He is one of the few villains who eventually learns Matt Murdock’s identity. In the iconic Born Again story arc Fisk finally deals his hand, ruining every facet of Matt Murdock’s life. Daredevil fights tooth and nail to get his life back together and succeeds in damaging the Fisk empire.

Additionally, it is with the Daredevil show that the theme of secret identities will be first tackled in the MCU. Fisk learning or attempting to learn the identity of Daredevil might be a culminating arc leading to the finale. Personally, I think that whole secret identity thing should be saved for future seasons, considering its impact and massive status quo change for Daredevil. If anyone has THE most compelling secret identity arc, it is with Matt Murdock.

An interesting facet of the Wilson Fisk character is his personal life away from crime. Behind that cunning criminal mind of his is an actual family. He is a father and a husband, a dynamic which we haven’t seen yet in an MCU villain. His wife Vanessa and son Richard Fisk have both been miserably affected by Wilson’s life of crime. Richard eventually follows in the footsteps of his father while Vanessa tries so hard to live a life away from it. The endless cycle of violence and crime Wilson brings to their lives is akin to what happened with Walter White’s family in Breaking Bad.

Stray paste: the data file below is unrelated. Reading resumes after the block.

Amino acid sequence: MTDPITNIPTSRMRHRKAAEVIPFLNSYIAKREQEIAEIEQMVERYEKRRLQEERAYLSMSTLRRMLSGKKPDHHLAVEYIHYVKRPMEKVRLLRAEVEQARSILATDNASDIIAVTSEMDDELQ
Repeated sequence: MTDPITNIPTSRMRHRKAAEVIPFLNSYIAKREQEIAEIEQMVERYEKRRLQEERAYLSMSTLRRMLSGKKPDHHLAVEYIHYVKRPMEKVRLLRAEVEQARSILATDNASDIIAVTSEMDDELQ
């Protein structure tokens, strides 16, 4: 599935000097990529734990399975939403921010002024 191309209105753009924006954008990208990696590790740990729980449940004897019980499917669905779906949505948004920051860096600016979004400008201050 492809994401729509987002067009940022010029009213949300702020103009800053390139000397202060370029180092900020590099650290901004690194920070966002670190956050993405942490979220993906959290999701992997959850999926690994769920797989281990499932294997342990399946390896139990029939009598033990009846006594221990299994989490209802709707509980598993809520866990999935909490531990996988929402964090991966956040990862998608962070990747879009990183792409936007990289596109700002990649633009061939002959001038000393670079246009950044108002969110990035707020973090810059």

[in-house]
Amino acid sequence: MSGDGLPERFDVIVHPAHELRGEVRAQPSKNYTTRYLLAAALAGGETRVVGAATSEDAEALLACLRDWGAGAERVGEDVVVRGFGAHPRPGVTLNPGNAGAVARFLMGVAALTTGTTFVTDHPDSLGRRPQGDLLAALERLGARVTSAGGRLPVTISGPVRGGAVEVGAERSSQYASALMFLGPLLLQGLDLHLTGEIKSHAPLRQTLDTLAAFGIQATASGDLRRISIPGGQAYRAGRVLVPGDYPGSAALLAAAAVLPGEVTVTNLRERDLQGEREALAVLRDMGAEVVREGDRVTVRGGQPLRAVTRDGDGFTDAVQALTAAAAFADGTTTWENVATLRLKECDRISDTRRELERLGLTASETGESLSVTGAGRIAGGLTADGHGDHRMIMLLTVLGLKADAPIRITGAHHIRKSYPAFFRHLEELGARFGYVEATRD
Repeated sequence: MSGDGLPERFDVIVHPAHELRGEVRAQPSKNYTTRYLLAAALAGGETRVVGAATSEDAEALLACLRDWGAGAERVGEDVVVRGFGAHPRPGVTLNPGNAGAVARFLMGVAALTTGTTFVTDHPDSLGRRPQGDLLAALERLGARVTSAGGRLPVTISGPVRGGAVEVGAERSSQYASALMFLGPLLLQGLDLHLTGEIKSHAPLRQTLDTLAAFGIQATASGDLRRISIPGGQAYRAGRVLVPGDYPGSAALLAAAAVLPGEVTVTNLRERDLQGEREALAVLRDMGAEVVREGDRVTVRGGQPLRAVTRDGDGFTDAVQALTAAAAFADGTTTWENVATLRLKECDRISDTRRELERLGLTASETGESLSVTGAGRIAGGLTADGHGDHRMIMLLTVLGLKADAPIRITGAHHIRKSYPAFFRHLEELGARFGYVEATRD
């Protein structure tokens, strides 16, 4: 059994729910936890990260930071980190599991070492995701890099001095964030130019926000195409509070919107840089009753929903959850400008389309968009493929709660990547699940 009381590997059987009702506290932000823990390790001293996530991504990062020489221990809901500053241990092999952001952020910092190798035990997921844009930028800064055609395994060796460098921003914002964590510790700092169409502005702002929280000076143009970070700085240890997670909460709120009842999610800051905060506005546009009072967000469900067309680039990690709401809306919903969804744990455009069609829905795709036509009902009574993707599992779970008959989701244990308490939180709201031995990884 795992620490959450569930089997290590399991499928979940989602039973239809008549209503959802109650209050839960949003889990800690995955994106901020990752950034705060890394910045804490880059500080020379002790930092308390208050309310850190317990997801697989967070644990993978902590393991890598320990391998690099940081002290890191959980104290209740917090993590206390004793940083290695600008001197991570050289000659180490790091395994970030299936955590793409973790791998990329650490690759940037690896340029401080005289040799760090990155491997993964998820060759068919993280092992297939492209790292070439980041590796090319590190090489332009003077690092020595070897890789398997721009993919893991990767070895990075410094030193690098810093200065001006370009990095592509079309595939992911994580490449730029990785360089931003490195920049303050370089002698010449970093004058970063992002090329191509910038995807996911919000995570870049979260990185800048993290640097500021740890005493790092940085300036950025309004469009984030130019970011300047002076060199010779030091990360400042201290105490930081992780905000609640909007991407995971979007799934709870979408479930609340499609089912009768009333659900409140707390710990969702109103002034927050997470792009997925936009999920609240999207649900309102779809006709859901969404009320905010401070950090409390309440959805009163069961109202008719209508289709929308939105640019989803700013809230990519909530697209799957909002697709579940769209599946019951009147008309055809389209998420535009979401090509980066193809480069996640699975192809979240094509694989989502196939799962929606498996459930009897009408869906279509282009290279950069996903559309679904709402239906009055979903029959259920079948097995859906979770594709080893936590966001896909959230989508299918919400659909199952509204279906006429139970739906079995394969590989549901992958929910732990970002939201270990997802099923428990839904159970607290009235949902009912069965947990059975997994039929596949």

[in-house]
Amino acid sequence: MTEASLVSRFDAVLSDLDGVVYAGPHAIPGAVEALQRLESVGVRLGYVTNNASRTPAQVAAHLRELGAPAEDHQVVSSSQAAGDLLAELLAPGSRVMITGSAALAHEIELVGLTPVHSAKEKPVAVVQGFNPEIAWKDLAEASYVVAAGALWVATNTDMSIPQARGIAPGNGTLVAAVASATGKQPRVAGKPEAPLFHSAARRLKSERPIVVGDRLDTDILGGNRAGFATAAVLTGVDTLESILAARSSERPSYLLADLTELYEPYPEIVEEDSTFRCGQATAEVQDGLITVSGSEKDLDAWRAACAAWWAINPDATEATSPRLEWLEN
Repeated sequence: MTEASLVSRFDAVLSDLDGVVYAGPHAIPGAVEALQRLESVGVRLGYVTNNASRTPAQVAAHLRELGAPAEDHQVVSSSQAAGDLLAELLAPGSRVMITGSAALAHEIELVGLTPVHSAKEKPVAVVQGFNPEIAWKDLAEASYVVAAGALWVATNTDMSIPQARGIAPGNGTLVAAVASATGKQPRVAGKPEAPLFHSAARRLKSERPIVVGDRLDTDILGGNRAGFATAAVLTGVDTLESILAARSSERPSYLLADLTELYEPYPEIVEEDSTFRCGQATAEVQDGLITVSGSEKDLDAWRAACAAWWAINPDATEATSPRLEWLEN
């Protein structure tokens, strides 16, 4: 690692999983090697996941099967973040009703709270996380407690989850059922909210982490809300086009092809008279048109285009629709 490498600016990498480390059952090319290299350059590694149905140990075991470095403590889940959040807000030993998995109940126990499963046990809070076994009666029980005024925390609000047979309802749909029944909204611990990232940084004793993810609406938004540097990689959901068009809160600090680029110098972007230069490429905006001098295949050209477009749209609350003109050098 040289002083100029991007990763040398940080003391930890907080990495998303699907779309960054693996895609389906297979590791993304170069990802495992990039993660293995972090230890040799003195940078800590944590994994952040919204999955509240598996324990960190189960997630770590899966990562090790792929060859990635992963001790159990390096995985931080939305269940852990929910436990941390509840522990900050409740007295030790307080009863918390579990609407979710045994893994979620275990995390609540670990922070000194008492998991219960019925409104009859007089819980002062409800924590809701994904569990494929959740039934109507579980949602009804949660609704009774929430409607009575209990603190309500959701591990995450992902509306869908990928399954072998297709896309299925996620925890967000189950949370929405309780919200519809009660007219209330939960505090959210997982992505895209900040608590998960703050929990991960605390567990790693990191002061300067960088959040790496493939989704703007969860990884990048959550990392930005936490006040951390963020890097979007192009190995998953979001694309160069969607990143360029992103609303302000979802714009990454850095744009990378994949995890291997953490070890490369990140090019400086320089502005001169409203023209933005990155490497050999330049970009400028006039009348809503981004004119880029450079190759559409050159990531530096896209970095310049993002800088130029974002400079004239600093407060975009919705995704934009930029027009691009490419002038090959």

One notable thing is that his role as the ruling crime lord of New York makes the Kingpin sort of an all around villain. Meaning he is not limited to simply being Daredevil’s sole bad guy. It is a well known fact that Wilson Fisk began as Spider-Man’s enemy in the books. His looming power and influence all over the structure of New York is what leads Daredevil to him.

That’s the great thing about the street level theme; the street level setting these shows are in makes them more thematically interconnected than any other MCU project. Wilson Fisk being the Kingpin of New York strongly implies that all the bad guys that each of the Defenders will encounter MIGHT fall under his rule in way or another. This is also a strong possibility in the Netflix shows. In short, the Kingpin’s empire might be the HYDRA for the Defender shows. He may lose or go to prison at the end of Daredevil but his empire may live on.

This show may be just as much about the journey of Wilson Fisk as it is Matt Murdock’s. If what they’ve hinted is any indication, the relationship of these two characters just might be one of the best layered the MCU has ever seen.

Kilgrave/Purple Man

He might not have the lengthy tenure Kingpin’s had as a villain but Purple Man just might be the most despicable and depraved MCU villain to date. None of the movie villains come close to Zebediah Killgrave. He is an awful, awful man. There are no redeeming aspects to him nor is he as complex as Wilson Fisk. Simply put, he is evil incarnate.